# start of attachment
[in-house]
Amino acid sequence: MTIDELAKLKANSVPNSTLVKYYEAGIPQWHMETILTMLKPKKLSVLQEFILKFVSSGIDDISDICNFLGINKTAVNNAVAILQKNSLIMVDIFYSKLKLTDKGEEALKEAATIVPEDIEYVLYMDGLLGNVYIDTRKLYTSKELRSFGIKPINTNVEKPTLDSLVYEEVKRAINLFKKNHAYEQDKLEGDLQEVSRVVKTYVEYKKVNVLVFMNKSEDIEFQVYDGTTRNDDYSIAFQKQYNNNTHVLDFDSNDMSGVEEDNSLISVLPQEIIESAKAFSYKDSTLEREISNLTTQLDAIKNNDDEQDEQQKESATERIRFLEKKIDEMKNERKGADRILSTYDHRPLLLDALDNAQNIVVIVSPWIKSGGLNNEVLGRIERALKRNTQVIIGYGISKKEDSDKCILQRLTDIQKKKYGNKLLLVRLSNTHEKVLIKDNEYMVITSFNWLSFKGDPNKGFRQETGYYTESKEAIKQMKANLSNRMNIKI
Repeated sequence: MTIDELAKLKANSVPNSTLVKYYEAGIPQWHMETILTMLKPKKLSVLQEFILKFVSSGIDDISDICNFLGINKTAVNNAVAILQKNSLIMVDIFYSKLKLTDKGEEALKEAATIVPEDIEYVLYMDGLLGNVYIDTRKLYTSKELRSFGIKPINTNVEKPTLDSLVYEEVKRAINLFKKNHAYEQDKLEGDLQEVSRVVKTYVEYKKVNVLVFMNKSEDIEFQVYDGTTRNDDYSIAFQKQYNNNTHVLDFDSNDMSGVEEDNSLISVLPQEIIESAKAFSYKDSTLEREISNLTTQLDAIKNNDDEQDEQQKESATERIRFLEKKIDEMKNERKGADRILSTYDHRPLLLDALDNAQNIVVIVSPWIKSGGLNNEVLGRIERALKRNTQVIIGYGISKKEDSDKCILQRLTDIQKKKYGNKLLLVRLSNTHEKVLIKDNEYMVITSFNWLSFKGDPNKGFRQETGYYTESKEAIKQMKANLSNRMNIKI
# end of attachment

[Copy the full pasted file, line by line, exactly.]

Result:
[in-house]
Amino acid sequence: MTIDELAKLKANSVPNSTLVKYYEAGIPQWHMETILTMLKPKKLSVLQEFILKFVSSGIDDISDICNFLGINKTAVNNAVAILQKNSLIMVDIFYSKLKLTDKGEEALKEAATIVPEDIEYVLYMDGLLGNVYIDTRKLYTSKELRSFGIKPINTNVEKPTLDSLVYEEVKRAINLFKKNHAYEQDKLEGDLQEVSRVVKTYVEYKKVNVLVFMNKSEDIEFQVYDGTTRNDDYSIAFQKQYNNNTHVLDFDSNDMSGVEEDNSLISVLPQEIIESAKAFSYKDSTLEREISNLTTQLDAIKNNDDEQDEQQKESATERIRFLEKKIDEMKNERKGADRILSTYDHRPLLLDALDNAQNIVVIVSPWIKSGGLNNEVLGRIERALKRNTQVIIGYGISKKEDSDKCILQRLTDIQKKKYGNKLLLVRLSNTHEKVLIKDNEYMVITSFNWLSFKGDPNKGFRQETGYYTESKEAIKQMKANLSNRMNIKI
Repeated sequence: MTIDELAKLKANSVPNSTLVKYYEAGIPQWHMETILTMLKPKKLSVLQEFILKFVSSGIDDISDICNFLGINKTAVNNAVAILQKNSLIMVDIFYSKLKLTDKGEEALKEAATIVPEDIEYVLYMDGLLGNVYIDTRKLYTSKELRSFGIKPINTNVEKPTLDSLVYEEVKRAINLFKKNHAYEQDKLEGDLQEVSRVVKTYVEYKKVNVLVFMNKSEDIEFQVYDGTTRNDDYSIAFQKQYNNNTHVLDFDSNDMSGVEEDNSLISVLPQEIIESAKAFSYKDSTLEREISNLTTQLDAIKNNDDEQDEQQKESATERIRFLEKKIDEMKNERKGADRILSTYDHRPLLLDALDNAQNIVVIVSPWIKSGGLNNEVLGRIERALKRNTQVIIGYGISKKEDSDKCILQRLTDIQKKKYGNKLLLVRLSNTHEKVLIKDNEYMVITSFNWLSFKGDPNKGFRQETGYYTESKEAIKQMKANLSNRMNIKI